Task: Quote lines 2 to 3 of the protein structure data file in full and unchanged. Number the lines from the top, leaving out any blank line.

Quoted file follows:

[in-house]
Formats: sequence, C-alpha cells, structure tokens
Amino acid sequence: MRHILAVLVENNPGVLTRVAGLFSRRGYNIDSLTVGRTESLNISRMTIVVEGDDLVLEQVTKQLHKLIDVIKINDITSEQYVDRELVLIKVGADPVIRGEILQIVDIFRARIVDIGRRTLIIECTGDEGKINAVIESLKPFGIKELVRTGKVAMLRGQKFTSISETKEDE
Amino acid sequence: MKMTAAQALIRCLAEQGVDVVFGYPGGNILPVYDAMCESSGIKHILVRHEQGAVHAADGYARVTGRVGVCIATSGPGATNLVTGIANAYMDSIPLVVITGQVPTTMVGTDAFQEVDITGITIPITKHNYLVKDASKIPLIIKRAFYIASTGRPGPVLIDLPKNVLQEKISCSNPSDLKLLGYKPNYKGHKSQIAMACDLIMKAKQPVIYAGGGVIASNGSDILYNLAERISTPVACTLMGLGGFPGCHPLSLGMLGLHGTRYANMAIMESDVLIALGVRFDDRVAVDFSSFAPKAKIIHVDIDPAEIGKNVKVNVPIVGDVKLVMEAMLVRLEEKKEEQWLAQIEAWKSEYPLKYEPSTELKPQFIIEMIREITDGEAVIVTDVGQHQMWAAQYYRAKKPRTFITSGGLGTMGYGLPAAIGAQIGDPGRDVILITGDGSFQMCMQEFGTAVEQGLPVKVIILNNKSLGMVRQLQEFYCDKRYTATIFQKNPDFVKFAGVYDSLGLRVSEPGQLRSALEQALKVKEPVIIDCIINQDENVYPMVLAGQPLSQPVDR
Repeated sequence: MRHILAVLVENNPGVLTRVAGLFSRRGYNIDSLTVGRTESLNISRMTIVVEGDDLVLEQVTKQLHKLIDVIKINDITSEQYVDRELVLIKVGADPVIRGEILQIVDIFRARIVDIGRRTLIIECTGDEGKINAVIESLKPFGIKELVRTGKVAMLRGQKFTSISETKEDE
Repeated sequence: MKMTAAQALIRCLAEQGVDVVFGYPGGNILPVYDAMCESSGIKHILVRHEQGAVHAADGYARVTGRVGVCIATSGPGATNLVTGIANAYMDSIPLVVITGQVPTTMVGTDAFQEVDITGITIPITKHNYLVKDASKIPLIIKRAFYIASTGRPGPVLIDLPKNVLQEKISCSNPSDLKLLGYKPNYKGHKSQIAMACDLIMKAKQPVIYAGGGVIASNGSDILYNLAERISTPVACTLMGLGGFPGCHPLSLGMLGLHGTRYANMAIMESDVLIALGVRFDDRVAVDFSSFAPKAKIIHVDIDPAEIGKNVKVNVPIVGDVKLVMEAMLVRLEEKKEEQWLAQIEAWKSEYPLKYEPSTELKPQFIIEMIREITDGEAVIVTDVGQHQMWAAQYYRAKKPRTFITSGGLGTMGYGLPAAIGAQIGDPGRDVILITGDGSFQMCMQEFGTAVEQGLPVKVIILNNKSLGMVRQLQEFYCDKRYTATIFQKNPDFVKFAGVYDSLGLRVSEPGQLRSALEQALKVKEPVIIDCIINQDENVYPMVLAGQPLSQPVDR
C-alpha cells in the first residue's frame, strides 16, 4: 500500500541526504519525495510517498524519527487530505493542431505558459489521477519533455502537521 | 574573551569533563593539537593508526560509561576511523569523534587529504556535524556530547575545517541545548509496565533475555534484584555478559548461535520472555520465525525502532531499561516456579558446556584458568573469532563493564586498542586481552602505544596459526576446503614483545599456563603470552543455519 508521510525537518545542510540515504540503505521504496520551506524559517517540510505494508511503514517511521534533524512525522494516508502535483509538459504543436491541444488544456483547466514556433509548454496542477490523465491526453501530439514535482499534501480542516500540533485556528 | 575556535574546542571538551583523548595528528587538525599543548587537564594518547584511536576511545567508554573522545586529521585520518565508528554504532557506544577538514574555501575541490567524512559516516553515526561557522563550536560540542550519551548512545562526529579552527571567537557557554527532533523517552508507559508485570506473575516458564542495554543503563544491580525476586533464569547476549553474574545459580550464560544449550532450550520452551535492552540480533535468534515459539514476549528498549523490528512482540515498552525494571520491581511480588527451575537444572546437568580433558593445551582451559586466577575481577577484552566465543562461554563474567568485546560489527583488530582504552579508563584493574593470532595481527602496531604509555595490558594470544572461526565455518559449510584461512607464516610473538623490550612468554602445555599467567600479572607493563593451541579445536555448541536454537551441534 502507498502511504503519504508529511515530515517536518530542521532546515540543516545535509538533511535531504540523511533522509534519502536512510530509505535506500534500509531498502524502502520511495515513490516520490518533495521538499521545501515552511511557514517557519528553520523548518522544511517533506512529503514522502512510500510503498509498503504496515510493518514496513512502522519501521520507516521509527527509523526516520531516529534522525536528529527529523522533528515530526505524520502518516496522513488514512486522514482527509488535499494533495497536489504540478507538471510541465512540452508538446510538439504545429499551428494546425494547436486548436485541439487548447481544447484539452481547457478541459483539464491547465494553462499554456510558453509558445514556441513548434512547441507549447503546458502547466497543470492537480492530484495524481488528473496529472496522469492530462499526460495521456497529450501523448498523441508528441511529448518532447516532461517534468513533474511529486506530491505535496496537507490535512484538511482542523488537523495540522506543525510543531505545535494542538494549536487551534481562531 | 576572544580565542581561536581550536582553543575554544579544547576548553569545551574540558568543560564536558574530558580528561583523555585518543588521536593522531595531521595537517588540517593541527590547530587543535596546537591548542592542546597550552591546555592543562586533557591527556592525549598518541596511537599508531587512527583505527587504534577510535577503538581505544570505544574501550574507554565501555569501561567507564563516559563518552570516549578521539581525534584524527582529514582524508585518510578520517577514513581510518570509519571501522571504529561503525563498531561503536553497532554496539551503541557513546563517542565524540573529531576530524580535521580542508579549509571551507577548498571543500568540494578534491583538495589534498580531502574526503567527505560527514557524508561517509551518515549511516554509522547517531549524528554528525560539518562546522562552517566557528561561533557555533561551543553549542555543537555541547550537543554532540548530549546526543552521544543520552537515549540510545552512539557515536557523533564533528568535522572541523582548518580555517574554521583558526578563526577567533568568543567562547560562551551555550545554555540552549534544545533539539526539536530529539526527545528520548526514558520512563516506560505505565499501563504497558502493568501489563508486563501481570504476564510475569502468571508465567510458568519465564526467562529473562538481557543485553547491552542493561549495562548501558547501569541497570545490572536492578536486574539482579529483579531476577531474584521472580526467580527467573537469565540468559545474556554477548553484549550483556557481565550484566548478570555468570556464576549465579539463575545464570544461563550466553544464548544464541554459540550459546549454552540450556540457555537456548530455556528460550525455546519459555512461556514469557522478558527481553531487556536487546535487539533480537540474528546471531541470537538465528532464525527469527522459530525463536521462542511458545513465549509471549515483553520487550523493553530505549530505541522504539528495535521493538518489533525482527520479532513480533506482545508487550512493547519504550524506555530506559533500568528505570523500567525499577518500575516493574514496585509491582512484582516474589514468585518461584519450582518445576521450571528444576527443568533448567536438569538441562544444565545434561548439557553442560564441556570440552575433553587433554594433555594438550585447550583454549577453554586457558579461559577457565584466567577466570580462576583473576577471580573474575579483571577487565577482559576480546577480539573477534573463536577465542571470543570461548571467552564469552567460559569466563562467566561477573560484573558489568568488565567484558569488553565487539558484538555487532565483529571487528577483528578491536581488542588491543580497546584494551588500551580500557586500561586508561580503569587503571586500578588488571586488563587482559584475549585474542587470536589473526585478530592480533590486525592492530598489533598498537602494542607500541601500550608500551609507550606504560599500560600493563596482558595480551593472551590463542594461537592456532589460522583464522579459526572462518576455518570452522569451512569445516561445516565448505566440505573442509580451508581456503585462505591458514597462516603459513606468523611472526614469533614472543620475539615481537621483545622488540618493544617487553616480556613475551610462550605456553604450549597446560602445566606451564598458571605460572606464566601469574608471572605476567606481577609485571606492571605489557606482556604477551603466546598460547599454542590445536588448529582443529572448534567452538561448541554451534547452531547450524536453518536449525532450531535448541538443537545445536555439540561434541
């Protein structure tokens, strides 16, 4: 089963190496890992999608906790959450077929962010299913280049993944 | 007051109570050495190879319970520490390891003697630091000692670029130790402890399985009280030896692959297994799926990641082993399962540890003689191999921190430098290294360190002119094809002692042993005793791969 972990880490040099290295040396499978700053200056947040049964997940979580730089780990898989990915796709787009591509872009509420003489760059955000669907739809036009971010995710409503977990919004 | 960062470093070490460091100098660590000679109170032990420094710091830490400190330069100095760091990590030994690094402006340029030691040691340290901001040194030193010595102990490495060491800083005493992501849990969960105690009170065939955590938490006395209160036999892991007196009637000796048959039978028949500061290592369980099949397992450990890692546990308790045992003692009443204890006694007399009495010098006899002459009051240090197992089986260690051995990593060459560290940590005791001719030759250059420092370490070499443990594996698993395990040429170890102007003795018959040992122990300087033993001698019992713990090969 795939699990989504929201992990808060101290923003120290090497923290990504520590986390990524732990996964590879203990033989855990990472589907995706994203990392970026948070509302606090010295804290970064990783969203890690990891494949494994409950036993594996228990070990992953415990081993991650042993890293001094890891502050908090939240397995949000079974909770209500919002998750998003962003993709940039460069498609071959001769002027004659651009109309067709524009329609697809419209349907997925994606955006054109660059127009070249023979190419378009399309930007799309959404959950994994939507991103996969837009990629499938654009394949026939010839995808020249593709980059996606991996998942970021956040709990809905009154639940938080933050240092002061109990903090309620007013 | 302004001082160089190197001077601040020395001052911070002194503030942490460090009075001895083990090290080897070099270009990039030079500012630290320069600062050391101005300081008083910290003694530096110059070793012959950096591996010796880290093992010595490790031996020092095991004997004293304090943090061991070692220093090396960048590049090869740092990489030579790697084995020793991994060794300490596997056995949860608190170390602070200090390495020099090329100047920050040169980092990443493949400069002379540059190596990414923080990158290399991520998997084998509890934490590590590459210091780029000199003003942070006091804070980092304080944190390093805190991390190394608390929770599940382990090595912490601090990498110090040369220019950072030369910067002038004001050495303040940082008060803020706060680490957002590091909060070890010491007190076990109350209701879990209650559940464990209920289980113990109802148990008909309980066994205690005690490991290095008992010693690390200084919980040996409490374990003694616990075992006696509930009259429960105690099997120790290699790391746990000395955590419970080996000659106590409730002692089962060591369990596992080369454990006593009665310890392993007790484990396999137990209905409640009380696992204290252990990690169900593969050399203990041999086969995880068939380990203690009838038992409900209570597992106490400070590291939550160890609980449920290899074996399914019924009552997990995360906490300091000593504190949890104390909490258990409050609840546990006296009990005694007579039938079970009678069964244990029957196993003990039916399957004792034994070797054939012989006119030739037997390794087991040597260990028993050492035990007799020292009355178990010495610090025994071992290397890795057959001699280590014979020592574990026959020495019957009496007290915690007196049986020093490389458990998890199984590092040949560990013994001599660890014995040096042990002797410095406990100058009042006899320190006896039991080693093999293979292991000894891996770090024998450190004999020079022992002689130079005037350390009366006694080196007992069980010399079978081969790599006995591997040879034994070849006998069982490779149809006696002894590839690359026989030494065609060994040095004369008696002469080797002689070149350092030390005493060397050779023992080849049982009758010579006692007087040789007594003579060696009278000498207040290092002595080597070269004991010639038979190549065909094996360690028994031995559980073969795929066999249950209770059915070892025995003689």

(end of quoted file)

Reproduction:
Formats: sequence, C-alpha cells, structure tokens
Amino acid sequence: MRHILAVLVENNPGVLTRVAGLFSRRGYNIDSLTVGRTESLNISRMTIVVEGDDLVLEQVTKQLHKLIDVIKINDITSEQYVDRELVLIKVGADPVIRGEILQIVDIFRARIVDIGRRTLIIECTGDEGKINAVIESLKPFGIKELVRTGKVAMLRGQKFTSISETKEDE